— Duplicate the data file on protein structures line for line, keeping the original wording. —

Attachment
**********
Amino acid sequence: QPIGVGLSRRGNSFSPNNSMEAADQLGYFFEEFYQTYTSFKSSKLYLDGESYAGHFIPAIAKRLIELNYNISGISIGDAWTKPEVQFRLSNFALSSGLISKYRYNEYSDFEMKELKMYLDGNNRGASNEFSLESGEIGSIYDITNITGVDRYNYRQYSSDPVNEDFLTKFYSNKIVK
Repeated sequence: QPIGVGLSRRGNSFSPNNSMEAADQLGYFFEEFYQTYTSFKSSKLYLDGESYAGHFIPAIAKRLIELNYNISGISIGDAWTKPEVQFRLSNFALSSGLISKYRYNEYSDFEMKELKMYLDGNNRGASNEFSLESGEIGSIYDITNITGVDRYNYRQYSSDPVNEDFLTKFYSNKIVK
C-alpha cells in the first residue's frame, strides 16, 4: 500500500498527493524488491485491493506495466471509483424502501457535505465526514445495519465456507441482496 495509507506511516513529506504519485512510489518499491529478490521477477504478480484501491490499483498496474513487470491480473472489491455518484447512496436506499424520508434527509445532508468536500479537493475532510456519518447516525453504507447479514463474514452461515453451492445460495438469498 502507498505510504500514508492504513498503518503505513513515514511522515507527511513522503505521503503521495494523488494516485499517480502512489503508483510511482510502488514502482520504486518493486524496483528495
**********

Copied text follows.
Amino acid sequence: QPIGVGLSRRGNSFSPNNSMEAADQLGYFFEEFYQTYTSFKSSKLYLDGESYAGHFIPAIAKRLIELNYNISGISIGDAWTKPEVQFRLSNFALSSGLISKYRYNEYSDFEMKELKMYLDGNNRGASNEFSLESGEIGSIYDITNITGVDRYNYRQYSSDPVNEDFLTKFYSNKIVK
Repeated sequence: QPIGVGLSRRGNSFSPNNSMEAADQLGYFFEEFYQTYTSFKSSKLYLDGESYAGHFIPAIAKRLIELNYNISGISIGDAWTKPEVQFRLSNFALSSGLISKYRYNEYSDFEMKELKMYLDGNNRGASNEFSLESGEIGSIYDITNITGVDRYNYRQYSSDPVNEDFLTKFYSNKIVK
C-alpha cells in the first residue's frame, strides 16, 4: 500500500498527493524488491485491493506495466471509483424502501457535505465526514445495519465456507441482496 495509507506511516513529506504519485512510489518499491529478490521477477504478480484501491490499483498496474513487470491480473472489491455518484447512496436506499424520508434527509445532508468536500479537493475532510456519518447516525453504507447479514463474514452461515453451492445460495438469498 502507498505510504500514508492504513498503518503505513513515514511522515507527511513522503505521503503521495494523488494516485499517480502512489503508483510511482510502488514502482520504486518493486524496483528495